OR You can decide to drive the nice car YOU EARNED, sleep in the nice house YOU EARNED and go to the doctors YOU PAY FOR.

The delusion in the "entitlement mentality" is that there will be a way to finance everything you *think* the world owes you.

Well the world doesn't own you JACK. You either build a better mousetrap or you work for the guy who did. You either save your money to afford the things you want and need or you go without.

That's how life really works & the sooner you "entitlement minded" fools wake up to that reality, the faster this country might actually manage to recover.

posted on Jun, 6 2009 @ 11:01 PM
reply to post by SurvivalGearDepot

That sounds good to me, 50 bucks is cheap.

Of course that plan makes to much sense for our politicians up in Washington to implement it.

posted on Jun, 8 2009 @ 09:36 AM
I dont see this killing small business at all. I think this is a good idea, companies need to take responsibility for their employees. If you cant afford them dont hire them. Youd see less medicare usage and people would actually have to pay half their healthcare. Id restrict this though so you arent forced to pay for families, only the person working for you. Its not right to force any company to pay healthcare for an entire family. I think insurance companies should raise the rates on those people and lower individual healthcare. This whole thing is an obvious fix to a broken system.

I mean come on, I pay 220 per month if I buy superb health insurance flat out by myself. A company only has to pay half that. If you cant afford 110 bucks a month to support your employee then you dont deserve to have the employee. You guys need to get your facts straight or get your learn on. You can look at cheap plans the quotes from bluecross blue shield.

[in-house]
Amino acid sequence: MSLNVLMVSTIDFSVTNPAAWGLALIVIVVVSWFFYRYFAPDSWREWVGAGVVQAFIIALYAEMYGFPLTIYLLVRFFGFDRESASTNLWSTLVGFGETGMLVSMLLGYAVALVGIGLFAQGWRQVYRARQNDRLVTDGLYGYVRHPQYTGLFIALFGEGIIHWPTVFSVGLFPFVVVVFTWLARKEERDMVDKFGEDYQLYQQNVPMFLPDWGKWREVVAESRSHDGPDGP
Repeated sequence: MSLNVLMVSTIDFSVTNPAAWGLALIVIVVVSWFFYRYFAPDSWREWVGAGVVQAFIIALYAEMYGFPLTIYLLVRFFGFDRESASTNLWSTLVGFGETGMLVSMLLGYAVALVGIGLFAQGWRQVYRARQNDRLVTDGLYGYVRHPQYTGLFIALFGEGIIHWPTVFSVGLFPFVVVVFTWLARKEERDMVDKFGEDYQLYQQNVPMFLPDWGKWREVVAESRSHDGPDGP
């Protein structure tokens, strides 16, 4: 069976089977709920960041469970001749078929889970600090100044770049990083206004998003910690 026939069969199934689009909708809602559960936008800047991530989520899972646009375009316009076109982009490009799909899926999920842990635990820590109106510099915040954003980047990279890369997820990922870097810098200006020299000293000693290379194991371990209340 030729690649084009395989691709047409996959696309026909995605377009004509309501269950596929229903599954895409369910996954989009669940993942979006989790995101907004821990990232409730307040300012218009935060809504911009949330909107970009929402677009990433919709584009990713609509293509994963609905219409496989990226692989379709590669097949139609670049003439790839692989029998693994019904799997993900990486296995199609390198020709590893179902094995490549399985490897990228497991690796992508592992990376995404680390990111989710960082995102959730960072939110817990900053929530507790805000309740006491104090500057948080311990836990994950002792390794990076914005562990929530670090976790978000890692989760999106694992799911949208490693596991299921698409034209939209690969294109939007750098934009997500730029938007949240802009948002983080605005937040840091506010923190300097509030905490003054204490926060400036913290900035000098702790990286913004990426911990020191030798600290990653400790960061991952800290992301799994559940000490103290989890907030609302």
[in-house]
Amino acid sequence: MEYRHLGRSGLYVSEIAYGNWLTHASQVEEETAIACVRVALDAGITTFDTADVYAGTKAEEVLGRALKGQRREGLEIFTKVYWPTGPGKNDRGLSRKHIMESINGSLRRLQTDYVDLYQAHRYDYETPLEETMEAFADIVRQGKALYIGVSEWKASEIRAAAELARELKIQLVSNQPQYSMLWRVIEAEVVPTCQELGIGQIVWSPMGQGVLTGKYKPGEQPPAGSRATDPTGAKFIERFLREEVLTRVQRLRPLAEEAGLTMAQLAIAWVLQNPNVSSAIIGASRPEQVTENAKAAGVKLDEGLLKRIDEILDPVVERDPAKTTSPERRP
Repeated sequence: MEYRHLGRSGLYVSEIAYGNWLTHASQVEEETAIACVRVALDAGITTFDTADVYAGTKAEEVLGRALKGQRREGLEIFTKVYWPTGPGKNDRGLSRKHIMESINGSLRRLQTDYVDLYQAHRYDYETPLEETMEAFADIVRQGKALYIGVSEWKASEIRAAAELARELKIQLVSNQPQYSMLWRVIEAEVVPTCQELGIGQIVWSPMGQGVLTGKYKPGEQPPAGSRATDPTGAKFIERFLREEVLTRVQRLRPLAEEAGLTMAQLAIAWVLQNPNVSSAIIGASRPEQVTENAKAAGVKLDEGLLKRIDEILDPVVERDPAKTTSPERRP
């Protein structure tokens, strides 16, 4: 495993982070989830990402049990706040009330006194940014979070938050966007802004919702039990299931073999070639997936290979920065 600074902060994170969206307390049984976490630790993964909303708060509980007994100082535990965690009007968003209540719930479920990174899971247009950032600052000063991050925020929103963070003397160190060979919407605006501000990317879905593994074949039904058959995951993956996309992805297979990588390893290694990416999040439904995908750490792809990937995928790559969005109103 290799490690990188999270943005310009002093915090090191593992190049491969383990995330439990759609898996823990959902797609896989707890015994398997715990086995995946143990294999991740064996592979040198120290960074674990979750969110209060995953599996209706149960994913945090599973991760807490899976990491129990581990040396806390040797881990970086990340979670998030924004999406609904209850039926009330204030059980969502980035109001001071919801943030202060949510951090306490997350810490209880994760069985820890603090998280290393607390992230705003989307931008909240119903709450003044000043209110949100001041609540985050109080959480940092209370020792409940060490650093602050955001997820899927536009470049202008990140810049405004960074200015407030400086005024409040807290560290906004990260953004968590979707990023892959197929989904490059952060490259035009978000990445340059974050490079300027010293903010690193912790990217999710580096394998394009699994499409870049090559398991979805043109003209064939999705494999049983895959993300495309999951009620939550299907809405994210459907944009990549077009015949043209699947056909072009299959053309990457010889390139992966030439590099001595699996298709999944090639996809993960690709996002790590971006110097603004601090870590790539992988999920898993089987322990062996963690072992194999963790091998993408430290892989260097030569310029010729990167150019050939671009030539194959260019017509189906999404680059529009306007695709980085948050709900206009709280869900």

[edit on 8-6-2009 by Memysabu]

posted on Jun, 8 2009 @ 09:42 AM
FANTASTIC!!! Why am I not surprised. The first health care bill (obamas) going through states that everything will be paid for by taxing all money used to pay for health insurance. (taxing both employees and employers.)

The businesses that do have health insurance already saw that (speaking from experience) and had a fit because there is no way they could continue providing health care. Most got ticked off and said "fine we just wont provide it anymore if this goes through"

NOW SURPRISE!!! The govt is going to make it manditory??? TOTAL BS! That will be the straw that breaks the camels back guaranteed.

[edit on 8-6-2009 by mrsdudara]

posted on Jun, 8 2009 @ 10:46 AM

Originally posted by Memysabu
I dont see this killing small business at all.

I do, there are A LOT of small businesses that just don't have the profit margin for this additional expense, especially the way the economy is now!

I think this is a good idea, companies need to take responsibility for their employees.

Why, just WHY should an employer HAVE to pay for an employees health care?

Shouldn't it be the individuals burden to take care of and pay for THEIR OWN health care?

When did this actually happen that Americans decided that people shouldn't have to pay for THEIR OWN health care, andthat their employer should!